As increased ethanol production grows the supply of dried distillers grains (DDG), the need to manage the prices of these feed co-products is also rising.
"Spot market purchase volumes may be limited due to storage considerations (particularly for wetter products), but buyers could talk with their suppliers about locking in prices for the future for routine deliveries," says Darrell Mark, University of Nebraska-Lincoln (UNL) ag economist, in the most recent "In the Cattle Markets" newsletter published by UNL and Kansas State University. "Additionally, new research is exploring ways to store distiller's grains that may make stockpiling supplies more feasible.
"The seasonal trend is for DDG prices to peak in mid-April and decline throughout the summer. Seasonal lows typically occur in August at about 80% of the annual average. DDG prices then increase through the fall and early winter months to peak in December and January close to 20% higher than their annual average."
According to Mark, this is based on seasonal price index of DDG using USDA Ag Marketing Service weekly reported prices for Nebraska from 2003-2005. He stresses that long series of price data on wet and dry distiller's grains to analyze are limited, and prices that are available may be thinly traded or not necessarily representative of actual trades made between ethanol plants and cattle feeders or feed buyers. Still, he says it's useful to consider trends in these feed products.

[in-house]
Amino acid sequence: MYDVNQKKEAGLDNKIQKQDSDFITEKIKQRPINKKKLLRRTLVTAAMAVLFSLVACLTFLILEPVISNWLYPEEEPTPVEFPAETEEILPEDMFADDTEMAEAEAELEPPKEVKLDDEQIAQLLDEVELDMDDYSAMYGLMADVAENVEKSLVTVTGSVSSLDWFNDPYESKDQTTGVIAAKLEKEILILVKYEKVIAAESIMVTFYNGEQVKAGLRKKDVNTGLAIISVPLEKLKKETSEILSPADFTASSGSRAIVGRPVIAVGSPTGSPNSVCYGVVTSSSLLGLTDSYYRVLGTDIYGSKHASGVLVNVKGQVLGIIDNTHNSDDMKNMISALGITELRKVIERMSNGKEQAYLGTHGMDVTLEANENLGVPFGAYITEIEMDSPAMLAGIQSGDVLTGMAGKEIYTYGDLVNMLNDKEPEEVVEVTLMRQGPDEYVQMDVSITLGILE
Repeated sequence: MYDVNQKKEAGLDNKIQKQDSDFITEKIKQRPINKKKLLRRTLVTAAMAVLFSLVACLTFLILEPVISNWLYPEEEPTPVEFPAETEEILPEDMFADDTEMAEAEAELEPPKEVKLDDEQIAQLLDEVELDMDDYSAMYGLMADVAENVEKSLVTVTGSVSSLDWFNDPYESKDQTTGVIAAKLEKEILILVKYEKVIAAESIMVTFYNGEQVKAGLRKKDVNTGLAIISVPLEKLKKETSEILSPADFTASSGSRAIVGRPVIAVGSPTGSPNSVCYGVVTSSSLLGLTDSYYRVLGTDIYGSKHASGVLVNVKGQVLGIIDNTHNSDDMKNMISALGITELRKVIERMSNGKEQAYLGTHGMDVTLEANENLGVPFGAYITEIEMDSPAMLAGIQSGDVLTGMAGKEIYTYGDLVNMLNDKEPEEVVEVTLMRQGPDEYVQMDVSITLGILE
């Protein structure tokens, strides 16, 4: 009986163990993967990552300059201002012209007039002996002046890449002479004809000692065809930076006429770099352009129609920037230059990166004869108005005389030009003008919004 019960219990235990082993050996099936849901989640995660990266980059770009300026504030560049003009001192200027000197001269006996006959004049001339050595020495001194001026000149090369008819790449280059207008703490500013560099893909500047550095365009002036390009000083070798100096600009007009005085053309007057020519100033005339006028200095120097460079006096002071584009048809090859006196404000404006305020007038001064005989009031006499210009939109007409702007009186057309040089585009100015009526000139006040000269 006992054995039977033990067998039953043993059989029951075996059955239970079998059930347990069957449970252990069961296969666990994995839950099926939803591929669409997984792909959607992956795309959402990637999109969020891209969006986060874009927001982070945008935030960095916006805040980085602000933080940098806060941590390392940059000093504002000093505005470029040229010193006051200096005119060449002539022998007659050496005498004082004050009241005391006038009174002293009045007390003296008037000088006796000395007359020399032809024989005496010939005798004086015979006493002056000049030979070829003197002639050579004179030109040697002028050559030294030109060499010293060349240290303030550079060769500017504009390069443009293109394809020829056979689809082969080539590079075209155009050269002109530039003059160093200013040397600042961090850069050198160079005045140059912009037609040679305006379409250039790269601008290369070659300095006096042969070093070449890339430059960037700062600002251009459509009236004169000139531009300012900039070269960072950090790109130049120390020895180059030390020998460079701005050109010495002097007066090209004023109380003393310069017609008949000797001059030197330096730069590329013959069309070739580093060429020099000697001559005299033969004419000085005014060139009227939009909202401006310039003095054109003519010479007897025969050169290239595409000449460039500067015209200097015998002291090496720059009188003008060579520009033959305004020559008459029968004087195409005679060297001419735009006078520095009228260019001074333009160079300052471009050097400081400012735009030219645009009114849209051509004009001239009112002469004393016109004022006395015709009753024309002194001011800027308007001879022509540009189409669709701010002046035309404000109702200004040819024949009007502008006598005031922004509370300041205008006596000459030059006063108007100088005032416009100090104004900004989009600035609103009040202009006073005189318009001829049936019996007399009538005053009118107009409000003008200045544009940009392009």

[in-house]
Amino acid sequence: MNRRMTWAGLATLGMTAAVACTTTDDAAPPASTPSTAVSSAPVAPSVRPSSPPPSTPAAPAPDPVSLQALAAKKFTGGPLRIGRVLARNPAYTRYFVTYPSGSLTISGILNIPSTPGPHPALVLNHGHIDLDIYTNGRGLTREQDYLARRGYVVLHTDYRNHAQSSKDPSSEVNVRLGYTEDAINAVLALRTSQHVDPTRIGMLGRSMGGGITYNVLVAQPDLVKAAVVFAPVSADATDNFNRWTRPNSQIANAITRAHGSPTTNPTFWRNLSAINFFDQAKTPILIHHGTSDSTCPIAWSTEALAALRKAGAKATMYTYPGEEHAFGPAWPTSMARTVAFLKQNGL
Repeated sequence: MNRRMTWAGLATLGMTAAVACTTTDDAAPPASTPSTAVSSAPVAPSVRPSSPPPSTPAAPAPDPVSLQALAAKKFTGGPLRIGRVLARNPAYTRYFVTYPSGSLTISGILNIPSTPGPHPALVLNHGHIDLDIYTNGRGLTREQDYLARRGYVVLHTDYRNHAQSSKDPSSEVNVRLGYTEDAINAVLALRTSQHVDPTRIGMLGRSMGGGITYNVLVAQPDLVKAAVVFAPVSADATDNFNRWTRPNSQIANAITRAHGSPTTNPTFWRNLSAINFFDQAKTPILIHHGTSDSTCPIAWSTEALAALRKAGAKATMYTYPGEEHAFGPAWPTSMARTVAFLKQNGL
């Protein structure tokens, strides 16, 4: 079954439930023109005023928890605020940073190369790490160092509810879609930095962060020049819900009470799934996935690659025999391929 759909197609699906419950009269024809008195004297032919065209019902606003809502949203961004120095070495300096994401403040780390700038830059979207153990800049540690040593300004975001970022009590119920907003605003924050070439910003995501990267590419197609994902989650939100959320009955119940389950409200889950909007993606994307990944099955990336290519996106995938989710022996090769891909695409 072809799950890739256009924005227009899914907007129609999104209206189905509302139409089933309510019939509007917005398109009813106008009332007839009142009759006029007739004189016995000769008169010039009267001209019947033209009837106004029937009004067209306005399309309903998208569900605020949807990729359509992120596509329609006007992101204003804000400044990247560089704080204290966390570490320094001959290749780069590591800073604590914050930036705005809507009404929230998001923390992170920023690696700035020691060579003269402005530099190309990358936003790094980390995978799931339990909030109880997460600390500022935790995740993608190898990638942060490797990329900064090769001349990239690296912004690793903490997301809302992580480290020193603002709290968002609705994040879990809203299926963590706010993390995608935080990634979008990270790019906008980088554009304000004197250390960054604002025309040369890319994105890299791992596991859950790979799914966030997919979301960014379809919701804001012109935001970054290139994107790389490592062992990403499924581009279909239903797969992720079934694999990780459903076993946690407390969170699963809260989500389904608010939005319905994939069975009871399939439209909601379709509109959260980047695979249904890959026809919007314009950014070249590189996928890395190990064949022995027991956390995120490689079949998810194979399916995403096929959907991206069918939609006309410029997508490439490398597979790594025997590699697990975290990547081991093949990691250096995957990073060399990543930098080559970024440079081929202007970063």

Further, Mark explains, "As ethanol production continues to rapidly increase, the availability of DDG and wet distillers grains will increase. Thus, co-product feed prices may not see as large a seasonal increase in the third and fourth quarter of upcoming years as suggested in the table. In fact, the DDG price increase was much smaller for 2004 and 2005 than for 2003.
So, in this ever-changing co-product market, prices may not increase in late 2006 as much as the historical trend suggests. But, this will likely differ greatly across localized markets depending upon the relative supply and demand for the distillers grain products."
For some added perspective on ethanol growth, a recent visit to North Dakota revealed to us: currently there are two ethanol plants in the state producing approximately 35 million gals. of ethanol; within 18 months current construction calls for a total of six or seven plants producing 10 times that much!
You can find Mark's complete report at www.lmic.info/memberspublic/InTheCattleMarket/CattleMktsframe.html